Fire Island Air Force Station
Fire Island Air Force Station (1951-1969) - A Cold War U.S. Air Force Station, part of the Alaska AC&W Radar Network. Initially functioned as the southern master Ground Controlled Intercept (GCI) site and later as a NORAD Command Center (NCC). Assigned a Permanent System ID of F-01. The U.S. Army Nike Missile Fire Island Army Air Defense Command Post was colocated with the Air Force station from 1959 to 1969. The Air Force Station closed in 1969 and was turned over to the FAA who operated the Fire Island FAA Radar Site there until 1978.
Construction began in 1950 and was completed in September 1951 by Pomeroy & Company Inc. at a cost of $3,485,795. The site became operational in September 1951 as Fire Island Air Force Station manned by the 626th AC&W Squadron which had been activated on 17 Nov 1950 to operate and maintain the site.
Initial equipment included a CPS-6B search-height finder combination radar. An FPS-8 backup search radar and an CPS-4 backup height radar helped to fill in coverage gaps. The CPS-6B was later replaced with an FPS-20 search radar.
In 1959 the U.S. Army Nike Missile Fire Island Army Air Defense Command Post was established and colocated with Air Force Radar Operations.
In 1961, the site was under joint use by the Air Force and the FAA and the FAA assumed maintenance of the FPS-20 search radar. In 1965 the FYQ-9 Semiautomatic Data Processing and Display System was implemented on Alaska AC&W radar sites automating the passing of track data to the direction centers.
In 1969, the Air Force ceased operations at Fire Island and inactivated the 626 AC&W Squadron. In 1970 the Air Force transferred the site, including all real estate property, to the FAA.
The U.S. Army in Alaska established two Nike Hercules missile air defense areas, one for the Anchorage area and one for the Fairbanks area. The Fire Island Army Air Defense Command Post (AADCP) was one of two AADCPs in Alaska, colocated with NORAD command posts on Murphy Dome and Fire Island. The Murphy Dome AADCP controlled the Fairbanks area Nike Hercules missile batteries while Fire Island controlled the Anchorage area Nike Hercules missile batteries. In late June 1968, there was 21 Army personnel manning the AADCP at Fire Island, 4 officers, and 17 enlisted men. Communication between the Fire Island AADCP and the actual NIKE missile batteries was by microwave communications links.
In 1969, when Fire Island AFS and its NORAD control center closed, the Fire Island AADCP relocated to Site Point in Anchorage. Battery A had two firing units and one was deactivated circa 1969. The AADCP occupied the empty building of the deactivated firing unit sometime prior to November 1971. During the interim period between the closing of Fire Island AFS on 15 Oct 1969 and November 1971, it has been reported that a temporary AADCP was set up at Fort Richardson.
The FAA operated the Fire Island FAA Radar Site with an FPS-20 radar set until the new Kenai FAA Radar Site was ready for activation. The FAA deactivated the site and departed in 1978. The Kenai FAA Radar Site was commissioned with an ARSR-3 search radar on 1 Aug 1980.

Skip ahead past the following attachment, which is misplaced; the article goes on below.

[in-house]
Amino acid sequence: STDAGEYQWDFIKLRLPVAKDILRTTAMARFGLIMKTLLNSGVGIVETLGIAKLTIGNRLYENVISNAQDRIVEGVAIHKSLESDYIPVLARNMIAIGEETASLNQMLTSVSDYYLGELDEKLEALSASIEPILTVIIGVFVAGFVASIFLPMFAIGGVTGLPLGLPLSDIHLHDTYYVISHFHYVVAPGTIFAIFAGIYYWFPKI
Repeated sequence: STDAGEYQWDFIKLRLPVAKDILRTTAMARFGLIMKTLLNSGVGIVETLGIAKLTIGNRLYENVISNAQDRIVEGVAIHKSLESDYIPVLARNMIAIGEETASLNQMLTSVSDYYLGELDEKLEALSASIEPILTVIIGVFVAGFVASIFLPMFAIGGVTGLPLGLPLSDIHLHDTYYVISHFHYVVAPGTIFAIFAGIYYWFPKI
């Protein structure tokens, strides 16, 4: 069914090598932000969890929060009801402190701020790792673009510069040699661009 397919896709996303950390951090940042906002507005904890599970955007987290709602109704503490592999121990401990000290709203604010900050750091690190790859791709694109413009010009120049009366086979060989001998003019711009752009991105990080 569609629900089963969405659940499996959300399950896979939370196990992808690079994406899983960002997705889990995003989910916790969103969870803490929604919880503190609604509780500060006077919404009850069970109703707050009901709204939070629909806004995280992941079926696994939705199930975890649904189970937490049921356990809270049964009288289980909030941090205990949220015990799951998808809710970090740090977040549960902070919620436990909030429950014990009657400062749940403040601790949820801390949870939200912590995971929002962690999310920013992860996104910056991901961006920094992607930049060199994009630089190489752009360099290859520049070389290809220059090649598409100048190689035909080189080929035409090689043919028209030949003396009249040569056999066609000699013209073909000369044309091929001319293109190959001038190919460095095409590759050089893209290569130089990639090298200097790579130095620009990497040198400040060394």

The Fire Island AFS was built on the highest hill on Fire Island as a single level site with the buildings conforming to the standardized Alaska AC&W site design. The standard design included some 26 wood framed buildings with interconnected hallways but the arrangement of the buildings varied to fit the terrain. At closure, FUDS documentation records 33 buildings and structures.
The search radar tower was usually placed nearest the operations building with the height finder radar tower(s) flanking the search tower. At Fire Island AFS there were two additional radars, backup search radar, and a backup height-finder radar. The cantonment area buildings included the enlisted quarters (BAQ), the bachelor officer's quarters (BOQ), NCO quarters (NCOQ), the orderly room, the dining hall, recreation buildings, motor pool, and other support areas. No family housing was provided as this was considered a remote unaccompanied tour (1 year).
Even though the site was just 9 miles southwest of Anchorage and the lights of the city could be seen from the site it was not easily reached. Strong winds and high tidal bores made air and sea transportation difficult at times. The site was resupplied by sea annually with the Mona Lisa and later Cool Barge programs. Emergency supplies and fresh food were brought by air from Elmendorf AFB.
An airstrip was built at Fire Island but the March 1964 Good Friday Alaskan earthquake lowered the airstrip enough that it flooded during high tides and had to be abandoned. Air resupply of fresh foods, emergency supplies, mail, and personnel changes had to be accomplished mainly by H-21 helicopters. A replacement airstrip was built in the north-east end of the island.
Separate radio facilities housed the radio equipment for communicating with aircraft.
Most of the old AC&W site buildings and facilities were demolished in 1985 with the exception of one building housing water tanks which still appears on satellite images.